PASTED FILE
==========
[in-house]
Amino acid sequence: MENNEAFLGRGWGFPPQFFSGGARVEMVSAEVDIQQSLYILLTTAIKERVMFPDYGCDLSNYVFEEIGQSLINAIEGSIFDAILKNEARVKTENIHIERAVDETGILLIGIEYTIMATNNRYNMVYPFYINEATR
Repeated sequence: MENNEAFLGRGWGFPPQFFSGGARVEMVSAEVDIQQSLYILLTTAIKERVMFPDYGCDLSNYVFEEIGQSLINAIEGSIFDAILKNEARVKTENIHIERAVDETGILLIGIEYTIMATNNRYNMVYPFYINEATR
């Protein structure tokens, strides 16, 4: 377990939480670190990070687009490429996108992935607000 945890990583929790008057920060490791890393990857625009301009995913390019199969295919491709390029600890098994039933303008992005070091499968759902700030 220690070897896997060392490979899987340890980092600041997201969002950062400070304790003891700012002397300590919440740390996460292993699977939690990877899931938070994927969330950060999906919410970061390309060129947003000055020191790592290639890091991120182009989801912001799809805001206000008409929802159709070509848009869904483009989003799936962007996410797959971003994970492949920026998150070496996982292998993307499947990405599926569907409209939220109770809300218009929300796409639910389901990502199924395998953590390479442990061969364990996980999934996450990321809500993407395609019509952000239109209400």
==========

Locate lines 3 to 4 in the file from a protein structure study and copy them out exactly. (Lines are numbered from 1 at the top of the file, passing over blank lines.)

Repeated sequence: MENNEAFLGRGWGFPPQFFSGGARVEMVSAEVDIQQSLYILLTTAIKERVMFPDYGCDLSNYVFEEIGQSLINAIEGSIFDAILKNEARVKTENIHIERAVDETGILLIGIEYTIMATNNRYNMVYPFYINEATR
């Protein structure tokens, strides 16, 4: 377990939480670190990070687009490429996108992935607000 945890990583929790008057920060490791890393990857625009301009995913390019199969295919491709390029600890098994039933303008992005070091499968759902700030 220690070897896997060392490979899987340890980092600041997201969002950062400070304790003891700012002397300590919440740390996460292993699977939690990877899931938070994927969330950060999906919410970061390309060129947003000055020191790592290639890091991120182009989801912001799809805001206000008409929802159709070509848009869904483009989003799936962007996410797959971003994970492949920026998150070496996982292998993307499947990405599926569907409209939220109770809300218009929300796409639910389901990502199924395998953590390479442990061969364990996980999934996450990321809500993407395609019509952000239109209400």